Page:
I was up and on my way by 7am. The first challenge was to put fuel in my rental vehicle. I managed fairly well. Thank heavens there was no one to observe. I am used to that black plastic thing around the nozzle that sucks up to the car. Well, in reality, I am used to someone else pumping my gas because in Oregon, it is illegal to pump your own gas. In all the states where I recall pumping gas, that black sheath had to be placed properly for the gas to be dispensed. This was just a regular nozzle. It worked.
Next, I stopped by Union University for hugs before heading off to Milan, Paris, Dover, and Clarksville.
Driving in Tennessee
My thoughts on the trip are as follows:
- Milan, TN is definitely not as exciting as Milan, Italy, and that is probably when they pronounce it differently.
- Paris, TN was fun, and I enjoyed it more than my last trip to Paris, France. (My next trip to France will be much better.)
- Dover, TN was smaller than I liked, and I think there were several things there that could have interested me, but I didn’t have time for hiking and exploring.
- Clarksville, TN was huge and a disappointment. It seemed to go on forever, and I couldn’t even find a place to park downtown to grab a cub of coffee.
When I crossed into Kentucky, I felt eerily at home. I enjoyed the drive to Somerset. The one thing that I noticed was lots of trees, rocks, and butterflies.
Today I spent in Jackson, TN after sleeping in later than usual. I visited the Casey Jones Village.
After that it was downtown to see the Rock-a-Billy Hall of Fame site, and I found an interesting bookstore nearby. The lady who owns the store publishes local authors. What a wonderful idea.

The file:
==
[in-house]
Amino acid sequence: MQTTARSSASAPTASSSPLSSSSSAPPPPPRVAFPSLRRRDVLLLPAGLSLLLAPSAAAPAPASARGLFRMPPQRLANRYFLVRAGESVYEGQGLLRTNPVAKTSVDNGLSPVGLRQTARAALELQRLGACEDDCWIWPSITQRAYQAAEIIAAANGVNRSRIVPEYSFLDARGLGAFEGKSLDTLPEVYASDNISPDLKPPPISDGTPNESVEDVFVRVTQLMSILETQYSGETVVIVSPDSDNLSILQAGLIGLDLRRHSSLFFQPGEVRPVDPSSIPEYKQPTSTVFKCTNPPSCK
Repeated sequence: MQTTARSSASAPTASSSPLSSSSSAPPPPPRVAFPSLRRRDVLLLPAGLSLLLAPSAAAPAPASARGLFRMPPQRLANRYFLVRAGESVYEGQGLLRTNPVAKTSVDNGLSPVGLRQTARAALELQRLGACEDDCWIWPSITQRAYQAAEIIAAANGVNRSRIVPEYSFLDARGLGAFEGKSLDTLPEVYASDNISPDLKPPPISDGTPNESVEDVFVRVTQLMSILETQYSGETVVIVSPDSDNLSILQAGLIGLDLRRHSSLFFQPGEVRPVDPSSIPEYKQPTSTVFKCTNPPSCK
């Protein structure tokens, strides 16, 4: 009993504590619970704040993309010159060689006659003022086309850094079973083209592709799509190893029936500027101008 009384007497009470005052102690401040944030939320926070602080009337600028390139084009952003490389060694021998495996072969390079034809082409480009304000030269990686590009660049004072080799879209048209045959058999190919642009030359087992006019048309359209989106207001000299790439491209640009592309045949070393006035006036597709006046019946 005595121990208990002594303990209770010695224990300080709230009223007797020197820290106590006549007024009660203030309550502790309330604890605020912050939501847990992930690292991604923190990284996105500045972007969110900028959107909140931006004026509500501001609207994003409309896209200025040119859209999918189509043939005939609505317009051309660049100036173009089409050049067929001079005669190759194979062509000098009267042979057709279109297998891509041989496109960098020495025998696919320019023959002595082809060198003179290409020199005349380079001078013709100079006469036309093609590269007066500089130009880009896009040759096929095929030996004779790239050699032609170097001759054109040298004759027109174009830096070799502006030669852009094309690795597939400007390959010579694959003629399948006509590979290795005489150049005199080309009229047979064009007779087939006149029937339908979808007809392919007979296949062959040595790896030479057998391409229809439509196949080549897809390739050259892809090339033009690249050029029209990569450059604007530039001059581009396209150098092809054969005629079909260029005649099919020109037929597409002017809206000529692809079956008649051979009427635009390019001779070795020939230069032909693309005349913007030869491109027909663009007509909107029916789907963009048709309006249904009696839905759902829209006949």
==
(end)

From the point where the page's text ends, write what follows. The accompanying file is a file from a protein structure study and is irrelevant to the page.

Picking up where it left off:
Then it was on to Union University. It’s a beautiful campus, and Dave Strong tells me that this is its 2nd location and most of the buildings were destroyed in a tornado a few years ago. Yikes! The tower is especially pretty and sounds nice, too.
Union University Tower
This was a great group of people. I am not sure if they were full (after dinner), tired, or too hot, but there were no questions at the end. Afterwards I did have a few people talk with me individually. One person asked me about my approach, so I shall explain it here.
I started with defining the different generations, and I settled with Lancaster and Stillman’s (2002). I then looked at stereotypical beliefs and biases about the generations.
Developmental theory suggests that events during our formative high school years shape our world views, expectations, and behaviors as adults. Therefore, I researched major events that may have had an influence during each generations high school years.
Finally, I used common team building strategies as tips for how to work with people across the various generations.
Combinations of the generations are possible depending on the age of the parents and the situation in which the child was raised.
Unfortunately, I have no photos of my presentation at the Tennessee HiA Conference, but the campus was beautiful.